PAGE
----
'It is so cold here!'

As soon as Leofric stopped rushing Hetty along ahead of him, her spirit collapsed like sails.

“It is so cold here!” she blubbered. It was also dark; it was also silent; it was also still. He had taken her to a place where her straining senses could latch onto nothing more than the chill of the air and his looming presence.

“We shan’t be long,” he whispered.

He was moving closer to her, backing her into the corner with the terrifying breadth of his body. He did not intend to rescue her, and no one else would.

It was a sordid, ugly thing.

It was a sordid, ugly thing—rotten and wormy like everything else. The vulgarity of his very words nauseated her—what man under what circumstances would promise it would not take long? She wondered what he meant to do to her: pin her up against the wall? tip her back onto the table?

“Someone will come!” she squeaked, a tiny mouse threatening an ox. “Someone will come!”

He stopped and sighed heavily through his nose. Hetty would not have been more surprised to see a charging bull stop inches sort of its apparent target and lazily flick at a fly with its tail.

'I can take care of my big self, Hetty.'

“I can take care of my big self, Hetty,” he grumbled. “What I want to know is who is taking care of you?

Her wide blue eyes shone in the moonlight like moons.

“What are you doing here?” he asked.

“What?” she gasped.

“Not ten days have passed since I told you—”

He stopped abruptly and sucked in his breath. He held it so long that Hetty began to gulp for air, trying to breathe for him, as she tried to help and do and be for everyone, until he became aware of it and turned away.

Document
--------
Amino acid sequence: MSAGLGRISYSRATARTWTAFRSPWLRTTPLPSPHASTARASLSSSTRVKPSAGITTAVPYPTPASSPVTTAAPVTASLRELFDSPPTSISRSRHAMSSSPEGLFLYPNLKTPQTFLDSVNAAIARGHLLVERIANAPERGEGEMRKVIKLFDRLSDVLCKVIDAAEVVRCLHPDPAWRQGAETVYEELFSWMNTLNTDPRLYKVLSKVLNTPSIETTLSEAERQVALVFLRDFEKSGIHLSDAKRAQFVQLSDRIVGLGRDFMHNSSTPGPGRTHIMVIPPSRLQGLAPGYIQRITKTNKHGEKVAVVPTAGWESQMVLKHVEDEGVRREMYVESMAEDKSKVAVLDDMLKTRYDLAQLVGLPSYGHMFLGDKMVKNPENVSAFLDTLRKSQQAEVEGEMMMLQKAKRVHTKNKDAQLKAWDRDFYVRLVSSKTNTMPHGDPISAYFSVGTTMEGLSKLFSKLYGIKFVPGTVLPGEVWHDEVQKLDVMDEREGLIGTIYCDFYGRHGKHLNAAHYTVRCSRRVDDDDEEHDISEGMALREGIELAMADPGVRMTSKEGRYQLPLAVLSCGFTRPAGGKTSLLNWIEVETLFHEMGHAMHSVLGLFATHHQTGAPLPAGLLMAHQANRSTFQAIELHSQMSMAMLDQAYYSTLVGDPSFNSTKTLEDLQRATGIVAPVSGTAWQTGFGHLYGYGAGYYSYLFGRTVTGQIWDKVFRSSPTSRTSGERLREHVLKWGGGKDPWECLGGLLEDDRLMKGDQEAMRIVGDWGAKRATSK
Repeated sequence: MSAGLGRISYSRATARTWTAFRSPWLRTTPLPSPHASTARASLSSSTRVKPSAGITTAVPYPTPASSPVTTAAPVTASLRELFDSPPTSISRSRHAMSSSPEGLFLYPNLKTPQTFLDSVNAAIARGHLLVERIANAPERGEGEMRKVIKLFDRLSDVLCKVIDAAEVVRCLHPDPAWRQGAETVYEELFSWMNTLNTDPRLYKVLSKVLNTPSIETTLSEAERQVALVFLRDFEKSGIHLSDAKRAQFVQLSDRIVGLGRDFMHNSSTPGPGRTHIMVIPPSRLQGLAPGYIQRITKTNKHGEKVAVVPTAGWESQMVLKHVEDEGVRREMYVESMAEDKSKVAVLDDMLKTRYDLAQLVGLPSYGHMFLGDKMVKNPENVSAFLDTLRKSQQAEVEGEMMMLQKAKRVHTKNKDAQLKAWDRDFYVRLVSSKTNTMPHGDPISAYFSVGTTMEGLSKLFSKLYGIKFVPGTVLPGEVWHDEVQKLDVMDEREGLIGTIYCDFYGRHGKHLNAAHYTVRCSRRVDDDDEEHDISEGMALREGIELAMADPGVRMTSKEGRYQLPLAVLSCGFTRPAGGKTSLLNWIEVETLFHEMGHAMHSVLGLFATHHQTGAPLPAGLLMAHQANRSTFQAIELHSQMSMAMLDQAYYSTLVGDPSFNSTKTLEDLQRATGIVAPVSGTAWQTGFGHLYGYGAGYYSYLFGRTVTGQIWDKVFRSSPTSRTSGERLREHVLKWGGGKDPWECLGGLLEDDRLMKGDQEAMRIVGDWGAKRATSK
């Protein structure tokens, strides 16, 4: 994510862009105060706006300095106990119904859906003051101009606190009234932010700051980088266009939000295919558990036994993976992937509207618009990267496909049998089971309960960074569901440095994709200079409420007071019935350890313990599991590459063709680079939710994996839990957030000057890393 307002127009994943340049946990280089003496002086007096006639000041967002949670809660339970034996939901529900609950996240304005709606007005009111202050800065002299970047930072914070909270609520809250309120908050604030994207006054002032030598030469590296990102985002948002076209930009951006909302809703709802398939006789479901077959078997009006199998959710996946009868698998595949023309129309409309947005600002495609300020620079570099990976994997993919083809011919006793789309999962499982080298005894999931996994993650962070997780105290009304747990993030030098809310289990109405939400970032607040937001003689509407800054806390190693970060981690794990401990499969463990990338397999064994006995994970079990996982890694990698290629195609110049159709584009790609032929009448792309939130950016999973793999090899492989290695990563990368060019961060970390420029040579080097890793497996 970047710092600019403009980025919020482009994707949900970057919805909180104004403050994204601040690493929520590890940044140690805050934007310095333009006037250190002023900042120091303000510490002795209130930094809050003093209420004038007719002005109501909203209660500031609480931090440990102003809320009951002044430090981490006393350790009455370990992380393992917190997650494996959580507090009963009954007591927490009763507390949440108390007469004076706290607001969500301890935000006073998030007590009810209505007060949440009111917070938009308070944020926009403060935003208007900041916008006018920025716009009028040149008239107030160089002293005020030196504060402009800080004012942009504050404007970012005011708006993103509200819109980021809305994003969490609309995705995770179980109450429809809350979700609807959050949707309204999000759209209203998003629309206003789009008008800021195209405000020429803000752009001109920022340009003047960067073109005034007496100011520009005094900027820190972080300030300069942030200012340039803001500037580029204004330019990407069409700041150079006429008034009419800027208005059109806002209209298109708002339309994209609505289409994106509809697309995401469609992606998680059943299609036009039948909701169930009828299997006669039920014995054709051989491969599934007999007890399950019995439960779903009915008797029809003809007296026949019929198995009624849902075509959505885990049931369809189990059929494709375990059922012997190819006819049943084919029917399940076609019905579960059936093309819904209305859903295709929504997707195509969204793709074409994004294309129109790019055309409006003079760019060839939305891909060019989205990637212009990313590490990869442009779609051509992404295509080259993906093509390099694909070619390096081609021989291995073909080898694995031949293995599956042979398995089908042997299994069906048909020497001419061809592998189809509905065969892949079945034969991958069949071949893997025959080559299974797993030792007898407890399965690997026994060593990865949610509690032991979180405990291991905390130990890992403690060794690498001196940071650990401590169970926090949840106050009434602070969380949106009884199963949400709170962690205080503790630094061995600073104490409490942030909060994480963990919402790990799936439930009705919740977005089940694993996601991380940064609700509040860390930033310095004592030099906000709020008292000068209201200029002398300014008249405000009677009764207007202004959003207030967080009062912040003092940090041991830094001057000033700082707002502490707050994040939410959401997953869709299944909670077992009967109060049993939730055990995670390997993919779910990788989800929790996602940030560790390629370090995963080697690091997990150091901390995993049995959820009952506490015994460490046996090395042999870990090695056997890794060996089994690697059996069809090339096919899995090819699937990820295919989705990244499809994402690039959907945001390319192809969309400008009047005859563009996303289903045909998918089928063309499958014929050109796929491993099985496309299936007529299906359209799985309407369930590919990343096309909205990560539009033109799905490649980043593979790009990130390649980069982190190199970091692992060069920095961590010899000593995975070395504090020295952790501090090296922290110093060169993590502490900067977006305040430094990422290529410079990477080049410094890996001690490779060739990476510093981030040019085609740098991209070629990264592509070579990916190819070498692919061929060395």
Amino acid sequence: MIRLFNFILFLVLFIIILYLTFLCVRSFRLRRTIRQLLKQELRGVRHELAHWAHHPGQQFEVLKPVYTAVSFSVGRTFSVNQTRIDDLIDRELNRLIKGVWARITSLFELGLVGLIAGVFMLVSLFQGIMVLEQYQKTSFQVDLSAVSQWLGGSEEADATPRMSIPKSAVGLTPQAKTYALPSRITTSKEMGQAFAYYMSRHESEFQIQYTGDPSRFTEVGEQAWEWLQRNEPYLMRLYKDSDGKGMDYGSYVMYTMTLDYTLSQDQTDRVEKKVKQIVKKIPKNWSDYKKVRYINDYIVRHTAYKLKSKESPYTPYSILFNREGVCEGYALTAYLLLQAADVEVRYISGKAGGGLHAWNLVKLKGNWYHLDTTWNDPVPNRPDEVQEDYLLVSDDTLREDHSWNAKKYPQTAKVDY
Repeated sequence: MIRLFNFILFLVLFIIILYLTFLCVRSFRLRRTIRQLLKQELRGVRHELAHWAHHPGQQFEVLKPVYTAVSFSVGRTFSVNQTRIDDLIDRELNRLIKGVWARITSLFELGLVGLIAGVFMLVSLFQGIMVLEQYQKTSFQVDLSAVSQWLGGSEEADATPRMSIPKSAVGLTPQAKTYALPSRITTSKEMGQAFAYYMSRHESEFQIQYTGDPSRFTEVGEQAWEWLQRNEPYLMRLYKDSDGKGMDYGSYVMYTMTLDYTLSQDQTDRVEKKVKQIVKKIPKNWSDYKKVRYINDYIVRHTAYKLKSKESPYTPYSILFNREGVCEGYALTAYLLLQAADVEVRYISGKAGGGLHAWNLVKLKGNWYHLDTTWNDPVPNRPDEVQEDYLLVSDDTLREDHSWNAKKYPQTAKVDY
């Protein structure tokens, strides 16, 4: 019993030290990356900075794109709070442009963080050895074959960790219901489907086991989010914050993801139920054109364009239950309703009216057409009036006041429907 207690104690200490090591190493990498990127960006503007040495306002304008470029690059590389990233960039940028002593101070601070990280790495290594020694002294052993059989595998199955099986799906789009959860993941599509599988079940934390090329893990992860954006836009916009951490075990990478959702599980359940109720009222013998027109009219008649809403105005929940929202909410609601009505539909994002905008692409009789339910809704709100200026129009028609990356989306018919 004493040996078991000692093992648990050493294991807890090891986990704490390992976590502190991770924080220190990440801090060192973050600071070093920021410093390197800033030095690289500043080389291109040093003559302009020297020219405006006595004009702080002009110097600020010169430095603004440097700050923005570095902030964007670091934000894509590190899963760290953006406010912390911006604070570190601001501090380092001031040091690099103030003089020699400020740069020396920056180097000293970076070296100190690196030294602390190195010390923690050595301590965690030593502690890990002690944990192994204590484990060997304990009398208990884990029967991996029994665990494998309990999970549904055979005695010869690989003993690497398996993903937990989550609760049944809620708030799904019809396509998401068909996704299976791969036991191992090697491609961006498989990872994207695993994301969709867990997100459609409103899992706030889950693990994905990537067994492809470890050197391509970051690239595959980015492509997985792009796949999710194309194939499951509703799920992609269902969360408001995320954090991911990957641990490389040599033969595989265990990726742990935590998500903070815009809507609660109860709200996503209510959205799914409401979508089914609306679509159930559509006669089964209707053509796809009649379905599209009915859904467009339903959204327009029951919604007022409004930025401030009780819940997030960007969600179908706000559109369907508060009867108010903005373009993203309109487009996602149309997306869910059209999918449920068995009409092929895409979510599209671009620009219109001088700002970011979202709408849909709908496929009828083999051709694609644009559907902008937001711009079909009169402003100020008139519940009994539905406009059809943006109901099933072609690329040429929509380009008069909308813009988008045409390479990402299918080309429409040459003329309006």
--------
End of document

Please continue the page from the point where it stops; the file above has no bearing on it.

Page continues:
He turned away.

“It was the last thing I wanted to do to you,” he muttered. “Now I am grateful it was I. I know that someone in the past ten days has spent at least two minutes comforting you.”

He stubbornly faced the window, but the dark form of his body seemed as solid and strong as a tree whose roots gripped bedrock. It was a silhouette she knew not by eye, but by limb.

If she remounted her pain to its source, she found it there: in those first two minutes she had clung to it. He had held her safe, and though all those torrents of pain had crashed around her, they had only flowed over her, and on without her. He had not let go of her—he would not have let her go. Something had ripped her away.

“Why aren’t you at home in bed?” he growled. “Why aren’t you resting?”

'Why aren't you at home in bed?'

“It is… the Old Man’s birthday…” she whispered, stunned to be scolded so for her self-​sacrifice and her generosity.

“I know what day it is, and I know why we’re all here. I want to know why you are. Eadie did this so you could rest. Is there not one person in that castle of yours who has noticed you’re hurting?”

“But… I am well enough…”


Hetty gasped in shock. In “that castle of hers”, gentlemen did not speak so to ladies.